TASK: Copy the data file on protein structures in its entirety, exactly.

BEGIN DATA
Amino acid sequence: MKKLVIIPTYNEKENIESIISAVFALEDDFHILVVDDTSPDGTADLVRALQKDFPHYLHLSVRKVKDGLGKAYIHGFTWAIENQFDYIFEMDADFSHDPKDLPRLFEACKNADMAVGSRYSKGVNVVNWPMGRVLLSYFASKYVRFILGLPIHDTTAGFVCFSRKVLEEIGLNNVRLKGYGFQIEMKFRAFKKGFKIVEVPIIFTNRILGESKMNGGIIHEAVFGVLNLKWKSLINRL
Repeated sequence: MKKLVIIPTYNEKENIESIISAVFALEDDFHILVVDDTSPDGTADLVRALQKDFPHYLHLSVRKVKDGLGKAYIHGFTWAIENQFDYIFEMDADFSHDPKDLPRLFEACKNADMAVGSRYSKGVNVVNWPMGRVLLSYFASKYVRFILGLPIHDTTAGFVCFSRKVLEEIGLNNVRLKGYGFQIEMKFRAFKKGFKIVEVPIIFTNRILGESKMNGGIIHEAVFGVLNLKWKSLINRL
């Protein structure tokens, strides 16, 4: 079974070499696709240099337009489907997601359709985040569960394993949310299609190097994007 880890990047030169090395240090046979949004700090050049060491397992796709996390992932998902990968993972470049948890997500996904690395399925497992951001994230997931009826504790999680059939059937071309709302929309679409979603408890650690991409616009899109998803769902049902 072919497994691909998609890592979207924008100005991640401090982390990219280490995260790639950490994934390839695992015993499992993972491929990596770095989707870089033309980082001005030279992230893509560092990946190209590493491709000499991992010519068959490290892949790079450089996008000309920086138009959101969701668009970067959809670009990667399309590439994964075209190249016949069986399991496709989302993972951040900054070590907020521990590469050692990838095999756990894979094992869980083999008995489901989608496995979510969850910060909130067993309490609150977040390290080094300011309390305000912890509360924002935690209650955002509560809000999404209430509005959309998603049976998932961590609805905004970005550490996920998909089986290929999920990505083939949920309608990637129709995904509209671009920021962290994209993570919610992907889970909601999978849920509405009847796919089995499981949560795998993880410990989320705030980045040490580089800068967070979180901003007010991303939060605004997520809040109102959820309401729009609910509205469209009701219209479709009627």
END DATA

Amino acid sequence: MKKLVIIPTYNEKENIESIISAVFALEDDFHILVVDDTSPDGTADLVRALQKDFPHYLHLSVRKVKDGLGKAYIHGFTWAIENQFDYIFEMDADFSHDPKDLPRLFEACKNADMAVGSRYSKGVNVVNWPMGRVLLSYFASKYVRFILGLPIHDTTAGFVCFSRKVLEEIGLNNVRLKGYGFQIEMKFRAFKKGFKIVEVPIIFTNRILGESKMNGGIIHEAVFGVLNLKWKSLINRL
Repeated sequence: MKKLVIIPTYNEKENIESIISAVFALEDDFHILVVDDTSPDGTADLVRALQKDFPHYLHLSVRKVKDGLGKAYIHGFTWAIENQFDYIFEMDADFSHDPKDLPRLFEACKNADMAVGSRYSKGVNVVNWPMGRVLLSYFASKYVRFILGLPIHDTTAGFVCFSRKVLEEIGLNNVRLKGYGFQIEMKFRAFKKGFKIVEVPIIFTNRILGESKMNGGIIHEAVFGVLNLKWKSLINRL
């Protein structure tokens, strides 16, 4: 079974070499696709240099337009489907997601359709985040569960394993949310299609190097994007 880890990047030169090395240090046979949004700090050049060491397992796709996390992932998902990968993972470049948890997500996904690395399925497992951001994230997931009826504790999680059939059937071309709302929309679409979603408890650690991409616009899109998803769902049902 072919497994691909998609890592979207924008100005991640401090982390990219280490995260790639950490994934390839695992015993499992993972491929990596770095989707870089033309980082001005030279992230893509560092990946190209590493491709000499991992010519068959490290892949790079450089996008000309920086138009959101969701668009970067959809670009990667399309590439994964075209190249016949069986399991496709989302993972951040900054070590907020521990590469050692990838095999756990894979094992869980083999008995489901989608496995979510969850910060909130067993309490609150977040390290080094300011309390305000912890509360924002935690209650955002509560809000999404209430509005959309998603049976998932961590609805905004970005550490996920998909089986290929999920990505083939949920309608990637129709995904509209671009920021962290994209993570919610992907889970909601999978849920509405009847796919089995499981949560795998993880410990989320705030980045040490580089800068967070979180901003007010991303939060605004997520809040109102959820309401729009609910509205469209009701219209479709009627």